I thought to myself, “Yes, I’m not surprised. It must have been a big bill. I wonder how much it was?”
Over the past year I’ve been receiving more comments like this from pet owners who are upset over the prices vets are charging for their services. Some pet owners write in asking for our help in finding someone who is good but cheap (the old saying of “You want fast, good and cheap? Choose 2” applies and we tell them that as well as recommend payment and financing options they may wish to discuss with their vets) and some are writing just to vent their frustration and upset.
So what was the bill that stunned the cat owner? It turns out it was not the amount of the bill that stunned her, it was the handling of the bill that did the damage.
Here’s what happened: A $200 quote on the phone got the pet owner to bring her cat into her regular vet, one with whom she’d been taking her pets to for awhile. But when she arrived with her ill cat she was told she needed to put down a $250 deposit before the vet would even see the cat.
The pet owner, rightly, was miffed.
There were three things wrong with how this was handled with the pet owner.
- She was given a ball-park amount for ‘fixing’ her cat by the clinic staff but when she got there she was immediately asked for an amount that was $50 more than what she was told.
- She was asked to leave a deposit for the entire amount. A deposit often means the actual price will be much more and that is cause for concern, especially today.
- Asking for the entire amount up front as a deposit also gives the owner another message. It says the person’s credit is not trustworthy.
Since she was an existing client and stated she had always paid her bills promptly with no problems and has never had to leave a deposit before, this was an insult to her and left her upset.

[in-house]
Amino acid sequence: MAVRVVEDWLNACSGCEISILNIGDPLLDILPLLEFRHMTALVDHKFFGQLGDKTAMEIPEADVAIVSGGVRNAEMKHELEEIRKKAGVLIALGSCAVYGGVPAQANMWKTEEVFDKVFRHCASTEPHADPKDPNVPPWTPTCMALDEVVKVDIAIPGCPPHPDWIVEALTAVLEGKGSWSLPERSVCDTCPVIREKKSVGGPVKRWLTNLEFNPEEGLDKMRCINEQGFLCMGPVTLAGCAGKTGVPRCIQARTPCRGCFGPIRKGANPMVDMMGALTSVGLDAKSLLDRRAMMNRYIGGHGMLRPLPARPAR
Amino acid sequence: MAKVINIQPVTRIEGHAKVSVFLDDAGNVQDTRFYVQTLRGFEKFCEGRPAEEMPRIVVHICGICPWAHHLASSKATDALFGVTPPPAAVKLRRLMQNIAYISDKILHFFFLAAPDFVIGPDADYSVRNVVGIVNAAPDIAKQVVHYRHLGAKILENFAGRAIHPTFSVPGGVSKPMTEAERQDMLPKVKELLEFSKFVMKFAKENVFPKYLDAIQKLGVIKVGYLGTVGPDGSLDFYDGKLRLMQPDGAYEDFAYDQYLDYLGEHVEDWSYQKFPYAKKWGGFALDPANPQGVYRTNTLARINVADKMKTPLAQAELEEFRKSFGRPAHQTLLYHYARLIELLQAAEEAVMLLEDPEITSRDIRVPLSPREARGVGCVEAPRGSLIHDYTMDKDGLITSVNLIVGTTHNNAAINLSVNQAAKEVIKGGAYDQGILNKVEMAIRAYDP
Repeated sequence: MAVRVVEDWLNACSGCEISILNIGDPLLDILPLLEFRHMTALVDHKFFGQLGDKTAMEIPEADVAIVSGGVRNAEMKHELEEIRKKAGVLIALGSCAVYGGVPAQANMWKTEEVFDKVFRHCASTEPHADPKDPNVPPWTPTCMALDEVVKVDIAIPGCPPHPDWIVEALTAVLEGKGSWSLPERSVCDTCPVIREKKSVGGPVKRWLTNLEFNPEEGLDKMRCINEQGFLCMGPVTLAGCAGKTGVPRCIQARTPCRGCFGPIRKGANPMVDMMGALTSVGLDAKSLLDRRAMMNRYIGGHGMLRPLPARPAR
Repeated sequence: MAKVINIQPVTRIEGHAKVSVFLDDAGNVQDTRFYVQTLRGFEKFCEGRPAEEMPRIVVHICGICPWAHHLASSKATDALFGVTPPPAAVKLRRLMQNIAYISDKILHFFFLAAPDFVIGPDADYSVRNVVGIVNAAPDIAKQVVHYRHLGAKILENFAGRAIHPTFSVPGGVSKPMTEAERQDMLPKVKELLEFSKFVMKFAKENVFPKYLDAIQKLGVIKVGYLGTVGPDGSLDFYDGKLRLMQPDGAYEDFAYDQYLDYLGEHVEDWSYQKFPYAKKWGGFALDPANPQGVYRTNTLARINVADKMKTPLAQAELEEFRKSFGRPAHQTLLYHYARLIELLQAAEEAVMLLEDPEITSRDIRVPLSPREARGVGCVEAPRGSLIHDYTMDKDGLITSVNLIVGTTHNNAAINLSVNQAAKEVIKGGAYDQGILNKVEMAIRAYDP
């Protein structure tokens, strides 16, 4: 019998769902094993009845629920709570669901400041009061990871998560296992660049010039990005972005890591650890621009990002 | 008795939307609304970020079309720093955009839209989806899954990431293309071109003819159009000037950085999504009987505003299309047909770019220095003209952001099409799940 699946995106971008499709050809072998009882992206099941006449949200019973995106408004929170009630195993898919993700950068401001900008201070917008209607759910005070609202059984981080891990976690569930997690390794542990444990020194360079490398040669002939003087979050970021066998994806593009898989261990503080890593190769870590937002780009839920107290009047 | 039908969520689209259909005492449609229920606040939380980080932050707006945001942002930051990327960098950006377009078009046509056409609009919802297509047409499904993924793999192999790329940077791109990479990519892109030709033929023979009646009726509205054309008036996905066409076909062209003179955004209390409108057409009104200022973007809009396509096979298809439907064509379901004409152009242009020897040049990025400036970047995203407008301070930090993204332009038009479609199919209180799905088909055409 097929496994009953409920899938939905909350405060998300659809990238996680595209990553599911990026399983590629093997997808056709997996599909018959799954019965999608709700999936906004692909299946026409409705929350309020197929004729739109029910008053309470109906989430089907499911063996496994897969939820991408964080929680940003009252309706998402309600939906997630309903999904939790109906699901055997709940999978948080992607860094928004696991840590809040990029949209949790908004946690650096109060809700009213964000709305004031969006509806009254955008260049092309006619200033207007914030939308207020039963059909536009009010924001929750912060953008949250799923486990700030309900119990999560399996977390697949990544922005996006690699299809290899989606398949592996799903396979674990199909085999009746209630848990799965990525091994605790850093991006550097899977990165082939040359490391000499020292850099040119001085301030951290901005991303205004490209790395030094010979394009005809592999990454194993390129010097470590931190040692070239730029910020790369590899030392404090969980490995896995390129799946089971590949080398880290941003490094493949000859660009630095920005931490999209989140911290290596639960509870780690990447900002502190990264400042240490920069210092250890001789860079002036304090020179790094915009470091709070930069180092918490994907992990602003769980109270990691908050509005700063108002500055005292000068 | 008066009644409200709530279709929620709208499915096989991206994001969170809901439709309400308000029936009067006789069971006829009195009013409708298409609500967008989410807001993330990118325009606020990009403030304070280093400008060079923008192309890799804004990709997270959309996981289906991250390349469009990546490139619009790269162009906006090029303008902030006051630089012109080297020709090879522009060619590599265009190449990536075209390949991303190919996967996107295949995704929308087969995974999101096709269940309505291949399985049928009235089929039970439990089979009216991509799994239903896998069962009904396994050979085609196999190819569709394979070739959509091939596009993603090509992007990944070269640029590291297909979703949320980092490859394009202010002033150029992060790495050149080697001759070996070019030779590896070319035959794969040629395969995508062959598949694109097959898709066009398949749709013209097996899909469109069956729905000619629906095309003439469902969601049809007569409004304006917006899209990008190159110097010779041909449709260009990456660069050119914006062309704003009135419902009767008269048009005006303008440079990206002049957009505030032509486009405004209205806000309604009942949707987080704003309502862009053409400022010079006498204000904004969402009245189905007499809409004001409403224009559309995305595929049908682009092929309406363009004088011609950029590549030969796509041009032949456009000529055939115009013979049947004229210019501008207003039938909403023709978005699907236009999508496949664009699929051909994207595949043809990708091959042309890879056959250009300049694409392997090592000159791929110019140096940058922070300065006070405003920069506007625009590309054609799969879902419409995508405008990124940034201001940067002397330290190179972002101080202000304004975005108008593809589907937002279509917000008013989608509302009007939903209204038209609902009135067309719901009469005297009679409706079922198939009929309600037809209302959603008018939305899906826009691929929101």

Although the story did not share the clinic’s side of things, I can imagine they have seen their share of pet owners who aren’t prepared for the amount of money proper care will cost, and they may be experiencing more instances where pet owners are not able to pay their final bills when they come to get their pets. They may have a new deposit policy as a result. We’ve had some comments of this type too and we understand why a clinic or hospital may institute requiring some payment up front.
So how could this have been handled better?
It’s pretty obvious that whoever first spoke with the pet owner did not ‘set her up’ properly so that she was prepared for the upfront payment. And then whoever helped her once she arrived (probably the same person), did not help matters and did not make it clear why they were asking for a deposit up front rather than the entire bill payment when she picked up her pet.
The story does not state how much the final bill was, but it does say that the cat owner is never going back to that clinic. She’s still very upset and she’s writing to advise other owners to make sure you get all the details before bringing your pet to a vet, even if you’ve used them before. And if she knows about leaving online reviews, I’ll bet she’s left some bad ones out there for this vet too.
It’s rather obvious to see where this went wrong. It’s worth the time and effort to make sure your staff are schooled on how to handle estimates smoothly so that ‘sticker shock’ is minimized when the final bill comes. One way to do this is to make them familiar with financing options like Care Credit, Chase and Healthcare Payment Solutions (pet owner’s don’t need good credit for Healthcare Payment Soltutions, just the ability to make payments).